Gov. Brian Kemp's proposed budget would transfer nearly $200,000 from the secretary of state's office to the attorney general's budget for "legal services to support election litigation and cyber security" in fiscal 2020 and 2021.
The shuffling of money comes as Kemp has asked state agencies to cut spending by 4% in fiscal 2020 and 6% in fiscal 2021, which begins July 1.
Some of money transferred to the attorney general’s office would pay to add a lawyer to the team of attorneys that represents the state in election challenges.
“We are currently maximizing our internal capacity with elections lawsuits against the state, and there are more lawsuits coming our way this year and in the future,” Carr told lawmakers.
There currently are two attorneys that work “almost exclusively” on election lawsuits, an agency spokeswoman said. Other lawyers in the agency at times assist the attorney general’s office on those types of cases, she said. The government also funds outside attorneys to represent the state.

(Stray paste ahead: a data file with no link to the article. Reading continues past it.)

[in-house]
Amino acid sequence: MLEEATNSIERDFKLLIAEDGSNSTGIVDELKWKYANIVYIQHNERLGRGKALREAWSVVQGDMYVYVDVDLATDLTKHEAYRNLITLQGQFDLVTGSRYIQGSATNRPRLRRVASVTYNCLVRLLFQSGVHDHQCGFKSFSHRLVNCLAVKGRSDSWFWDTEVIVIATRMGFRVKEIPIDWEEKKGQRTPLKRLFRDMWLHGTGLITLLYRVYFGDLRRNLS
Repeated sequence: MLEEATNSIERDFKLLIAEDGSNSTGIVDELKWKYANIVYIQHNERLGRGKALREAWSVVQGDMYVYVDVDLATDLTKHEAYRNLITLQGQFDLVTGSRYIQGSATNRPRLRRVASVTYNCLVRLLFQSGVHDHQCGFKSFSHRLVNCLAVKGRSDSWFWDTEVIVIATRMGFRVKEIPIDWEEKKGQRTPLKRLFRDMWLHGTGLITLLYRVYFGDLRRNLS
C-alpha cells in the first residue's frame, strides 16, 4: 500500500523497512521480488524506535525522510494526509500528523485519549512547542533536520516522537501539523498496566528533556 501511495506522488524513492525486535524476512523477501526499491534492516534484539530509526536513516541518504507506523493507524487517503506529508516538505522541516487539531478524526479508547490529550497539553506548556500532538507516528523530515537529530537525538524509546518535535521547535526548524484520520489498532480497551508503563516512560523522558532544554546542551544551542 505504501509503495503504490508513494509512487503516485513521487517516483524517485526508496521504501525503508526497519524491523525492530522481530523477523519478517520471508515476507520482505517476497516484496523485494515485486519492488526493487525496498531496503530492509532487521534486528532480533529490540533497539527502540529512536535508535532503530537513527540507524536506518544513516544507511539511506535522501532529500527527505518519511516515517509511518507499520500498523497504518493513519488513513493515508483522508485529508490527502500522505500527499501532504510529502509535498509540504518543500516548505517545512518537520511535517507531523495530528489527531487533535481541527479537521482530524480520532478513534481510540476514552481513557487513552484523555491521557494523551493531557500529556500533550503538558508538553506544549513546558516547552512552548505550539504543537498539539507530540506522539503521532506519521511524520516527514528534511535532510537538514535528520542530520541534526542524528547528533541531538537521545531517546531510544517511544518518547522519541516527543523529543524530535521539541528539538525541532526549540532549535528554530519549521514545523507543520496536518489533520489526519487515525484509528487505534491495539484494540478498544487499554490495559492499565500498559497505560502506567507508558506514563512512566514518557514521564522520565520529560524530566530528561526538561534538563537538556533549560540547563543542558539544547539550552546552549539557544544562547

In the 2018 election cycle, there were 31 cases filed against the state. The 2019-2020 election cycle has spurred three lawsuits — all of which are still ongoing.
In all, Georgia is at the center of nine ongoing elections-related cases.
Carr said he only expects that number to climb in the coming year.
“As we head into an election season again this year, followed by redistricting and subsequent elections in the future, the department needs additional support in order to continue to handle this increased workload,” Carr said.
Staff reporter Mark Niesse contributed to this article.